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Russell Webster

Russell Webster

Criminal Justice & substance misuse expert and author of this blog.

Improving prison healthcare

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New draft NICE guidelines set out seven key areas to ensure that prisoners receive same standard of care for their physical health as people in the community.

The Physical health of people in prison

The National Institute for Health and Clinical Excellence is the independent government body responsible for providing national guidance and advice to improve health and social care.

Health (and social care) commissioners and providers are expected to follow this guidance which makes their publication earlier this month (17 May 2016) of draft guidelines on the Physical health of people in prison an important document. The document is published in the context of the expectation that:

People in prison should receive the same level of care as those outside

The short version of the guideline covers assessing, diagnosing and managing physical health problems of people in prison and contains the recommendations, context and recommendations for research.

Recommendations

NICE’s draft recommendations focus on seven key areas which are very briefly summarised below.

Assessing health

A healthcare professional (or trained healthcare assistant under the supervision of a registered nurse) should carry out a health assessment for every person on their first reception into prison. This should be done before the person is allocated to their cell. It should include identifying:

  • any issues that may affect the person’s immediate health and safety before the second-stage health assessment
  • priority health needs to be addressed at the next clinical opportunity.

The NICE guideline provides a detailed framework for this assessment and for subsequent assessments.

Communication and coordination

There are three primary recommendations in this section:

  1. Ensure that every person in prison has a named healthcare coordinator who is responsible for managing their care. Ensure that the person and all healthcare and prison staff know who this is.
  2. Ensure that the different teams that manage a person’s care in prison communicate with one another to coordinate care.
  3. Share relevant information about people with complex needs with prison staff using prison record systems in line with legislation and national guidance.

Promoting health and wellbeing

The NICE guidelines promote the use of peer support and mentoring to help promote a healthy lifestyle in prison with an emphasis on exercise, diet, stopping smoking, sexual health and personal hygiene.

Managing medicines

The sale and unauthorised use of prescribed medicines in prison has always been a thorny problem which appears to have gotten worse in recent years although less discussed in the last year as concerns have been focused on the use of legal highs/New Psychoactive Substances. NICE’s primary recommendation is that prison healthcare departments should:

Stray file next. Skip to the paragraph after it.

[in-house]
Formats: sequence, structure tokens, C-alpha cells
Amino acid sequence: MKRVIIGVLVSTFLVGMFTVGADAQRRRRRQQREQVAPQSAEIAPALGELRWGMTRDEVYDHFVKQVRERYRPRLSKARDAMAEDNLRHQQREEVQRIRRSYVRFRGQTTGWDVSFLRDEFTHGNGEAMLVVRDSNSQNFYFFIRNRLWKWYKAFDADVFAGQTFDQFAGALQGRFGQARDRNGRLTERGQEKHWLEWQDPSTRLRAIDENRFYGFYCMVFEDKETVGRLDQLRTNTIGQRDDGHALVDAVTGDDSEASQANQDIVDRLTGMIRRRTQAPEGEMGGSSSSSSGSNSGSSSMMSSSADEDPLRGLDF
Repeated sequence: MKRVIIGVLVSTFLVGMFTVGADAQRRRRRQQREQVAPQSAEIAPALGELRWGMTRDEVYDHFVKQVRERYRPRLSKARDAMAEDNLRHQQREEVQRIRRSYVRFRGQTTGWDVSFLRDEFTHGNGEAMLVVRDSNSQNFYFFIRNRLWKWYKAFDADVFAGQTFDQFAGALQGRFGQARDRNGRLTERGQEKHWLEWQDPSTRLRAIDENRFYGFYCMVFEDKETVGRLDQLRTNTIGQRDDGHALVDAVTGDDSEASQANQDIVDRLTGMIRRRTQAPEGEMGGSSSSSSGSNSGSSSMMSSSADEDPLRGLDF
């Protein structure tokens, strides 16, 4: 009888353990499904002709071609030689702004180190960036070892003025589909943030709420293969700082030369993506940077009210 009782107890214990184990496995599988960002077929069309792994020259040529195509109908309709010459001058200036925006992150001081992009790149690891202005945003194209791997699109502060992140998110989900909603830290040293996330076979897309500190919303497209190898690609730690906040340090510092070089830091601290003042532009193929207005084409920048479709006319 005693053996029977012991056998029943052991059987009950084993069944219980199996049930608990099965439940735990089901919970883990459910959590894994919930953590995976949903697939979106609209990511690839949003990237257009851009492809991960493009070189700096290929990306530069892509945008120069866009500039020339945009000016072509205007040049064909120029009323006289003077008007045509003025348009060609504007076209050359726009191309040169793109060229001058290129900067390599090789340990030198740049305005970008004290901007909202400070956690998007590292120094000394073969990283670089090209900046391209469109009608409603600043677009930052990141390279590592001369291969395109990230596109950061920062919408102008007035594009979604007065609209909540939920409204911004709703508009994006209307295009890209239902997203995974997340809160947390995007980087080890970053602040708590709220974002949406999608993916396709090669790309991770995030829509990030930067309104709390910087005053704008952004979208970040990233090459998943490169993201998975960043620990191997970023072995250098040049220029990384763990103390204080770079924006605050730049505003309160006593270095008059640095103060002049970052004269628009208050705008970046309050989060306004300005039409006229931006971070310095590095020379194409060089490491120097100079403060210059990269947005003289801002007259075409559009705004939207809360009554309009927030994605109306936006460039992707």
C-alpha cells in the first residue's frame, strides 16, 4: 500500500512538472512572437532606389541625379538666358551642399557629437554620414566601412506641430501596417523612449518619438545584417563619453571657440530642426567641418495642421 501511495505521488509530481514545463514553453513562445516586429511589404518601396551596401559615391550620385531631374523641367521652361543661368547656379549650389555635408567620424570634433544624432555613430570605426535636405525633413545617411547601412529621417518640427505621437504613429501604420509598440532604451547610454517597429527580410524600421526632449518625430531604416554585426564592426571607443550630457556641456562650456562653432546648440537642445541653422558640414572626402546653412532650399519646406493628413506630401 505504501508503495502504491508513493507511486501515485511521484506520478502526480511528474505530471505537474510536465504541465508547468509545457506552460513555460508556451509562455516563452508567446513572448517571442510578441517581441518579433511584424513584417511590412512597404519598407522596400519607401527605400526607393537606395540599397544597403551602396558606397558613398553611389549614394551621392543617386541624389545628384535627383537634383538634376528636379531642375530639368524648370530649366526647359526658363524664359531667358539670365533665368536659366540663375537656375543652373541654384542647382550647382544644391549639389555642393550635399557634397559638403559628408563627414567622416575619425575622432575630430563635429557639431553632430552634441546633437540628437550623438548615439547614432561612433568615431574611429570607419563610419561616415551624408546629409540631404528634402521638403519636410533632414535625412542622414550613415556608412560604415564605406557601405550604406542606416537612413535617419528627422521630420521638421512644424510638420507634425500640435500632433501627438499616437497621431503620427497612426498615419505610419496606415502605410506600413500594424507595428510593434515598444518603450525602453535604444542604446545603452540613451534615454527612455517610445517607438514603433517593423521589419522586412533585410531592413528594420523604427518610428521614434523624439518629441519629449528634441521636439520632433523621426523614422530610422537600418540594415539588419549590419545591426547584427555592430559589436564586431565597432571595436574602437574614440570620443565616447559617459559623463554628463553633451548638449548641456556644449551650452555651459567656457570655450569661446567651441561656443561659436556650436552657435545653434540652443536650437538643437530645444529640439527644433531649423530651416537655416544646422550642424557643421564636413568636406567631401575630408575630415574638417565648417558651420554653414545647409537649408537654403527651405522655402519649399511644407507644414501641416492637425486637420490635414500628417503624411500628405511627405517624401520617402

Carry out an individual risk assessment to determine if the person can hold their medicines in-possession. Allow people in prison to hold all medicine in-possession unless the person does not pass the risk assessment.

Monitoring chronic conditions

NICE recommends that prisoners with chronic conditions should get exactly the same service as they would in the community; having their condition monitored in line with established NICE guidelines for those conditions. It should be remembered that there is a significant evidence base that prisoners are likely to suffer from higher levels of ill-health for a broad range of conditions compared to the general population.

Managing deteriorating health and health emergencies

The legal high problem has meant that prisons are having to deal with a much greater number of health emergencies. NICE recommends the development of local protocols for managing health emergencies which includes such key issues as:

  • essential training for front-line prison staff, including the first person likely to be on the scene in an emergency;
  • processes to enable healthcare staff to reach a person in prison quickly, such as how to gain access to their cell;
  • processes to ensure a person can be quickly seen by a healthcare professional if their health deteriorates quickly;
  • availability of emergency equipment, such as emergency ‘grab bags’;
  • recording the actions and observations taken by prison and healthcare staff when assessing people with rapidly deteriorating health or in an emergency situation, such as updating a person’s care plan or recommendations for immediate follow-up;
  • a clear care plan for supporting people with rapidly deteriorating health and
  • guidance on sharing information between prison staff and healthcare staff, such as details on standardised clinical handovers and follow-up.

Continuity of healthcare

The final area on which the NICE guidance focuses is continuity of healthcare, another issue which has caused considerable concern over the years.  The guidance concentrates on ensuring good access to prisoner health information on reception, transfer between prisons and on release. It recommends that prisoners should receive a pre-release health assessment one month prior to release.

Conclusion

It is vital for there to be clear quality standards for prison inspectors to measure prison healthcare performance against.

These draft guidelines are in a consultation phase and anyone wishing to contribute should do so by 27 June 2016 following the process outlined here.

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